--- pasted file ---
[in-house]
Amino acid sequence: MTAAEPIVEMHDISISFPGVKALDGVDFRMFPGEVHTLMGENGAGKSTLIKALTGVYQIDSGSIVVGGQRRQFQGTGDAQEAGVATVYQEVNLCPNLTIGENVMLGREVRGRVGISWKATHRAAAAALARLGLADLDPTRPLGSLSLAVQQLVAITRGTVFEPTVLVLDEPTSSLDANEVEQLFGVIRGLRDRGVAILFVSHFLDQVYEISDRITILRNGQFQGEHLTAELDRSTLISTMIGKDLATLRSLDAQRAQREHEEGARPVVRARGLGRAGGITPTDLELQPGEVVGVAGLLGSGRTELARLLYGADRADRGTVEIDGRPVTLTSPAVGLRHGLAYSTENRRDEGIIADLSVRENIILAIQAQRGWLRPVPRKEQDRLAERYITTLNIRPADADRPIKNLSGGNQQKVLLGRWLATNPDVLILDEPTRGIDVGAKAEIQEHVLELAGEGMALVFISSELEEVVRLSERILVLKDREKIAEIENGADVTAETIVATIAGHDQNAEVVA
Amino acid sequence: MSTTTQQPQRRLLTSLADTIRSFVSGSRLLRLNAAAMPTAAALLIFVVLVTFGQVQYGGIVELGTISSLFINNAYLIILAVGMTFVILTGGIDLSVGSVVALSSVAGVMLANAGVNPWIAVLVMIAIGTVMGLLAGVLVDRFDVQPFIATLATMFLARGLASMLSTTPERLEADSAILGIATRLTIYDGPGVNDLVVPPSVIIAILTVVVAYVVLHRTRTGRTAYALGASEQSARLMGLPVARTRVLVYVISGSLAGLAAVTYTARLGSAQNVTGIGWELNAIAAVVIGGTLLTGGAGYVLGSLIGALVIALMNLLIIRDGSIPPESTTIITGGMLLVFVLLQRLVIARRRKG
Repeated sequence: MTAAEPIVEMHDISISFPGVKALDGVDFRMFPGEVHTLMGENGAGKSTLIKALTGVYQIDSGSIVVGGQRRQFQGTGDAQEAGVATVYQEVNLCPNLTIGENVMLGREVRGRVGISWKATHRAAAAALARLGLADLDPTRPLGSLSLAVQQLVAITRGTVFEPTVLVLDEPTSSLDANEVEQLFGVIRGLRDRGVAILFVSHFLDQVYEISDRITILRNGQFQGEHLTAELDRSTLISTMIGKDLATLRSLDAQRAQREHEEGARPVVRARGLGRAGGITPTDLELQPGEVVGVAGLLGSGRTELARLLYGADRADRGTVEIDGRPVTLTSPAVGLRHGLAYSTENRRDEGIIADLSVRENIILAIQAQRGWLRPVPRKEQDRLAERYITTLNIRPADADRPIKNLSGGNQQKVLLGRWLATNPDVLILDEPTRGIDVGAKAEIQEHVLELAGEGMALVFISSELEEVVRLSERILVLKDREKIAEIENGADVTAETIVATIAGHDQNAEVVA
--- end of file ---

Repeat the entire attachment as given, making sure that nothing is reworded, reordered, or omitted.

[in-house]
Amino acid sequence: MTAAEPIVEMHDISISFPGVKALDGVDFRMFPGEVHTLMGENGAGKSTLIKALTGVYQIDSGSIVVGGQRRQFQGTGDAQEAGVATVYQEVNLCPNLTIGENVMLGREVRGRVGISWKATHRAAAAALARLGLADLDPTRPLGSLSLAVQQLVAITRGTVFEPTVLVLDEPTSSLDANEVEQLFGVIRGLRDRGVAILFVSHFLDQVYEISDRITILRNGQFQGEHLTAELDRSTLISTMIGKDLATLRSLDAQRAQREHEEGARPVVRARGLGRAGGITPTDLELQPGEVVGVAGLLGSGRTELARLLYGADRADRGTVEIDGRPVTLTSPAVGLRHGLAYSTENRRDEGIIADLSVRENIILAIQAQRGWLRPVPRKEQDRLAERYITTLNIRPADADRPIKNLSGGNQQKVLLGRWLATNPDVLILDEPTRGIDVGAKAEIQEHVLELAGEGMALVFISSELEEVVRLSERILVLKDREKIAEIENGADVTAETIVATIAGHDQNAEVVA
Amino acid sequence: MSTTTQQPQRRLLTSLADTIRSFVSGSRLLRLNAAAMPTAAALLIFVVLVTFGQVQYGGIVELGTISSLFINNAYLIILAVGMTFVILTGGIDLSVGSVVALSSVAGVMLANAGVNPWIAVLVMIAIGTVMGLLAGVLVDRFDVQPFIATLATMFLARGLASMLSTTPERLEADSAILGIATRLTIYDGPGVNDLVVPPSVIIAILTVVVAYVVLHRTRTGRTAYALGASEQSARLMGLPVARTRVLVYVISGSLAGLAAVTYTARLGSAQNVTGIGWELNAIAAVVIGGTLLTGGAGYVLGSLIGALVIALMNLLIIRDGSIPPESTTIITGGMLLVFVLLQRLVIARRRKG
Repeated sequence: MTAAEPIVEMHDISISFPGVKALDGVDFRMFPGEVHTLMGENGAGKSTLIKALTGVYQIDSGSIVVGGQRRQFQGTGDAQEAGVATVYQEVNLCPNLTIGENVMLGREVRGRVGISWKATHRAAAAALARLGLADLDPTRPLGSLSLAVQQLVAITRGTVFEPTVLVLDEPTSSLDANEVEQLFGVIRGLRDRGVAILFVSHFLDQVYEISDRITILRNGQFQGEHLTAELDRSTLISTMIGKDLATLRSLDAQRAQREHEEGARPVVRARGLGRAGGITPTDLELQPGEVVGVAGLLGSGRTELARLLYGADRADRGTVEIDGRPVTLTSPAVGLRHGLAYSTENRRDEGIIADLSVRENIILAIQAQRGWLRPVPRKEQDRLAERYITTLNIRPADADRPIKNLSGGNQQKVLLGRWLATNPDVLILDEPTRGIDVGAKAEIQEHVLELAGEGMALVFISSELEEVVRLSERILVLKDREKIAEIENGADVTAETIVATIAGHDQNAEVVA